I just checked the Billboard Top 200. The top-selling long player? The latest by Usher. No. 2? The latest by Rush. Really? Who wants to hear a bunch of old prog rockers with high voices and phony libertarian politics? Here’s how the AllMusic guide describes that one, which is a “concept” album:
It centers on a loose narrative about a young man following his dreams. He struggles with inner and outer forces of order and chaos; he encounters an expansive world where colors, images, territories, and characters are embodied by pirates, strange carnivals, rabble-rousing anarchists, and lost cities. His enemy is the Watchmaker, a ruthless authoritarian presence who attempts to rule the universe and all aspects of everyday life with fascistic precision.
Yep, unicorn rock. Come sail away, lads.
But in the meantime, I recently downloaded some long players from Rhapsody for a couple of coast-to-coast flights. They feature real electric guitars, real acoustic guitars, real pianos, real cymbal crashes, an occasional mandolin, finely crafted melodies, and occasionally perfect harmonies.
One of them was “Down By The Old Mainstream” by Golden Smog, a supposed alt-country supergroup. Yes, they plowed some country fields. But this long player from 1995 is chock full of pure pop hooks and wistful melodies via Wilco’s Jeff Tweedy and Gary Louris of the Jayhawks. It was so far out of the mainstream in 1995 that it didn’t even make the Billboard Hot 200 album chart. Seventeen years later, its downright obscure.
But it shouldn’t be. It starts with a bit of pure melodic brilliance powered by piano hooks, a paean to a long-gone girl simply named “V.” Its worth a listen — or many listens — even if you have to watch a silly cell phone commercial first:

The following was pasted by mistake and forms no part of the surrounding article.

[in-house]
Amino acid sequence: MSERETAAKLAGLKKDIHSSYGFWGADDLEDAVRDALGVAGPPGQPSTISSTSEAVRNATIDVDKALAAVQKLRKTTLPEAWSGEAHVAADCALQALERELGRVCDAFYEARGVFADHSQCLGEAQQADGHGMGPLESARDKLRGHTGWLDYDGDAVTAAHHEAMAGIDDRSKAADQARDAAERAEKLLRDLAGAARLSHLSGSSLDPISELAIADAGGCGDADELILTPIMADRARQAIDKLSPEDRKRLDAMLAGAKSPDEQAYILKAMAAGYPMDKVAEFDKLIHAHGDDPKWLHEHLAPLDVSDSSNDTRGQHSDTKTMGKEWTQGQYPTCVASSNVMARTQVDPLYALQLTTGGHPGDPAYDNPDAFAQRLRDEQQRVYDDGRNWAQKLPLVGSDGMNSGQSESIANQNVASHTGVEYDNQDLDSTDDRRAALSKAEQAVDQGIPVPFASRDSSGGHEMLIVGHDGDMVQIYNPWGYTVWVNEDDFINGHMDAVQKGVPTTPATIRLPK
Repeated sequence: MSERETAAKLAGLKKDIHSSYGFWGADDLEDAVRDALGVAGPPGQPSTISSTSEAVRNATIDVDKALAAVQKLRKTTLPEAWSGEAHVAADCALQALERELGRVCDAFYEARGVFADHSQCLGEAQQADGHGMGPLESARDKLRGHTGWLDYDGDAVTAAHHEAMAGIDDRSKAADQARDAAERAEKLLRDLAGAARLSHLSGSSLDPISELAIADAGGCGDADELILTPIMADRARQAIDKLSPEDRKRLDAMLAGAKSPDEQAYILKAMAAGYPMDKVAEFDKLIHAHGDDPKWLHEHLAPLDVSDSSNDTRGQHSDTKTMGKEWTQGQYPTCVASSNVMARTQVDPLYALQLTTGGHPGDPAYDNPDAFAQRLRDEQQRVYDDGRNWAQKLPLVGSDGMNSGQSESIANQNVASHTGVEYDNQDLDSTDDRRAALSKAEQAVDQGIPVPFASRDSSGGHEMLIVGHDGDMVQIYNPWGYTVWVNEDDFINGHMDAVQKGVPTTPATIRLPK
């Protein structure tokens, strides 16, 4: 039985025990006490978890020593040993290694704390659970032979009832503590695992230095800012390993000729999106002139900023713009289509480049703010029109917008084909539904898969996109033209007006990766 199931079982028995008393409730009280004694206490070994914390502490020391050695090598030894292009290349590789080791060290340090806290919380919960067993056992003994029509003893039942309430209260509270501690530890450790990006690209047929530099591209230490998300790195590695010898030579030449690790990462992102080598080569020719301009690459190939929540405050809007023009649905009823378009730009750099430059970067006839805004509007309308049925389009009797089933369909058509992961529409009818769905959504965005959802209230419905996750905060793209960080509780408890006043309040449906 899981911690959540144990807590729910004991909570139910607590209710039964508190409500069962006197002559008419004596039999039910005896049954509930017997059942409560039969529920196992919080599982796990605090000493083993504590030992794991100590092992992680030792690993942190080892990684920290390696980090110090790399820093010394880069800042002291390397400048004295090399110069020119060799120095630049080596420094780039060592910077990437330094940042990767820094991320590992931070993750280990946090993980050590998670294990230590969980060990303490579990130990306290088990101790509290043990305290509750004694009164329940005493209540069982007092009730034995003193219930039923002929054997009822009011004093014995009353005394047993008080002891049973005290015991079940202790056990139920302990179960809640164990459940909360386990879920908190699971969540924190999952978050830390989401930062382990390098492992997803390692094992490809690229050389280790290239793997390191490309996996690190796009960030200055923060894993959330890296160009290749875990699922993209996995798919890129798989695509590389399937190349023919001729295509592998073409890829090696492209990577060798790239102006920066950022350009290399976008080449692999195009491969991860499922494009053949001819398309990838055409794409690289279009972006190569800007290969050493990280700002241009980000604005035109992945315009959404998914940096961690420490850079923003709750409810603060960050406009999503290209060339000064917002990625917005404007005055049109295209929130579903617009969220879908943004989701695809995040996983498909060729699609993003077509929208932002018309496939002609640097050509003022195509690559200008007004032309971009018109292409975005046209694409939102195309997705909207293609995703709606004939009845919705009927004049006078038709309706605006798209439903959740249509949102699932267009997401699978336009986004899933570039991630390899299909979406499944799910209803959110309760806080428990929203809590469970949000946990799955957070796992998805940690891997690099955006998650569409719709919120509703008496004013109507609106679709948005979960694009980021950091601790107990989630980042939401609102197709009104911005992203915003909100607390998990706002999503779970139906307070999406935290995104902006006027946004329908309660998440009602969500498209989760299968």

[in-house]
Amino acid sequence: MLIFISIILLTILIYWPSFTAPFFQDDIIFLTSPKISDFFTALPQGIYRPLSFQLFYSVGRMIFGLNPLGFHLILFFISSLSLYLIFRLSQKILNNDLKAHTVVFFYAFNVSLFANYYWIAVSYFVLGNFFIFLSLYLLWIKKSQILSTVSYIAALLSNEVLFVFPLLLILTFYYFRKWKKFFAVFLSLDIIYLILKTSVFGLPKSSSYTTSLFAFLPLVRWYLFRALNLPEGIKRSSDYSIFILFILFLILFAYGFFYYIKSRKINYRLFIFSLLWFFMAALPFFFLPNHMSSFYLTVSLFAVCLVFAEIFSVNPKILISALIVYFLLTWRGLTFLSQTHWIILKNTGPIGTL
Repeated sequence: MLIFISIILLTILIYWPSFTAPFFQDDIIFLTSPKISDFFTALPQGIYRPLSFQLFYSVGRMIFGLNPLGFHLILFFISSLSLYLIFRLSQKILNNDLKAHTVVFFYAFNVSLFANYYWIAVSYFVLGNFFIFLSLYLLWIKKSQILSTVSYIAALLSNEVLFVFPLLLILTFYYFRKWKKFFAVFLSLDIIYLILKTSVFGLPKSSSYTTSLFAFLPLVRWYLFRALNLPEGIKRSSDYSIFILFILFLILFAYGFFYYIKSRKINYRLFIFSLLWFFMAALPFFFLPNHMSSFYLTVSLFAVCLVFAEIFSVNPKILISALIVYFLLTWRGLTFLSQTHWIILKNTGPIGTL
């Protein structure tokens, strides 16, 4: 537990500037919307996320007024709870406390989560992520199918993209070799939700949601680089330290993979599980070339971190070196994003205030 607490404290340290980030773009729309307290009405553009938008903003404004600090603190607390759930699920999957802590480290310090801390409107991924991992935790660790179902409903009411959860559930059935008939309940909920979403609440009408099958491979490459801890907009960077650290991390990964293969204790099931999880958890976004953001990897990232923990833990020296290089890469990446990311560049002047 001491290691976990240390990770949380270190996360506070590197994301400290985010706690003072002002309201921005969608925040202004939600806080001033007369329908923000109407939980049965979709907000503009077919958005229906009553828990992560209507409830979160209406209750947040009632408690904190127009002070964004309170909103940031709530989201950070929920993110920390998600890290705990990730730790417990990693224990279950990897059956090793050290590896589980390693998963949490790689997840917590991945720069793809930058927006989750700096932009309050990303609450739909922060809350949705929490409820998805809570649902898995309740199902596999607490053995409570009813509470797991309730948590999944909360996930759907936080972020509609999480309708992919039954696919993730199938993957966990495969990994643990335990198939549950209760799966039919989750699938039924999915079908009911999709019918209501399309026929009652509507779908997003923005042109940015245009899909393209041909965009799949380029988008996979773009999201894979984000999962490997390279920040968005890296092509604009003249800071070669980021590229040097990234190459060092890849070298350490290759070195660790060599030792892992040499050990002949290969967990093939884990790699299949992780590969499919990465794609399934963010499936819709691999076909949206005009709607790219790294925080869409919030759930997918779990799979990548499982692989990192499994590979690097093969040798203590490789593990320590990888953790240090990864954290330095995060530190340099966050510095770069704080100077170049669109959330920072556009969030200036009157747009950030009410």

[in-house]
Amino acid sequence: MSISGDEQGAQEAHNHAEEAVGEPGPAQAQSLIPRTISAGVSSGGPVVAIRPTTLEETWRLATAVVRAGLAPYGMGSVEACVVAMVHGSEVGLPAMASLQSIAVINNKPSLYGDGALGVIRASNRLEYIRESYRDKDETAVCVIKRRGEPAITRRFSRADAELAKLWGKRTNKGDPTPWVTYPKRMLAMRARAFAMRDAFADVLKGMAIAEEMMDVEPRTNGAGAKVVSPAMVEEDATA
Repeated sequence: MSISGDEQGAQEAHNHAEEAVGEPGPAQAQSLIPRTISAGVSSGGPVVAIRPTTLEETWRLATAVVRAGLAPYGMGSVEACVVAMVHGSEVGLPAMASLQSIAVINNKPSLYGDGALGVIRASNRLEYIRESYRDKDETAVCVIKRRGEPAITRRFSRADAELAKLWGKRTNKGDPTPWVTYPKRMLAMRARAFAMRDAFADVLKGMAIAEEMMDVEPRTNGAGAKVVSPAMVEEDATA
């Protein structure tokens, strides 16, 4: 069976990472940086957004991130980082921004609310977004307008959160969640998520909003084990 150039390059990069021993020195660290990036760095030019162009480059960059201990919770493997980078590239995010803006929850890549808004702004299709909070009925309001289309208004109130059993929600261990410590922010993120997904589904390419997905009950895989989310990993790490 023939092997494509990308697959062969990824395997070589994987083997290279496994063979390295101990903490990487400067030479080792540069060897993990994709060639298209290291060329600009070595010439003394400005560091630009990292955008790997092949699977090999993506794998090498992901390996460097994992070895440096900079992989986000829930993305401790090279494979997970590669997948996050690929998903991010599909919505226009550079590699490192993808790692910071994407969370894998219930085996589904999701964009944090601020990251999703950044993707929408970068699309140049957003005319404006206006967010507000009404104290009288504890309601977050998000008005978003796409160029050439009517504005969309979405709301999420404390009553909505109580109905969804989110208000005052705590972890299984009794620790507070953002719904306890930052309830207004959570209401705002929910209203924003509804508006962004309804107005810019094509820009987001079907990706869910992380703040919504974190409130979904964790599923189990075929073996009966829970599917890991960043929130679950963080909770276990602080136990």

Two songs later you get “Pecan Pie,” Jeff Tweedy’s decidedly un-serious folky, extended metaphor for the girl of his dreams: “And a piece of pecan pie. And you that’s all I want. Just a piece of pecan pie. And all I want is you.” Then he sings about the whipped cream.
And that’s the other big joy of this long player. Its loose. Its ragtag. It never takes itself seriously. Its not about pirates, ruthless authoritarians and fascistic precision. Its just, well, fun. What else can you say about a collection with a song called “He’s A Dick,” about a guy that borrowed some cash from you years ago, did not pay it back and then looks away whenever he sees you? That happens in real life. But its not weighty enough stuff for those intellectuals in Rush and their Number 2 record in the nation.
But back to this music. Also check out “Friend,” which shifts nicely between casual mid-tempo mellowness and pounding power pop. “Down By The Old Mainstream” does that simply because it can. Its all over the place. By design.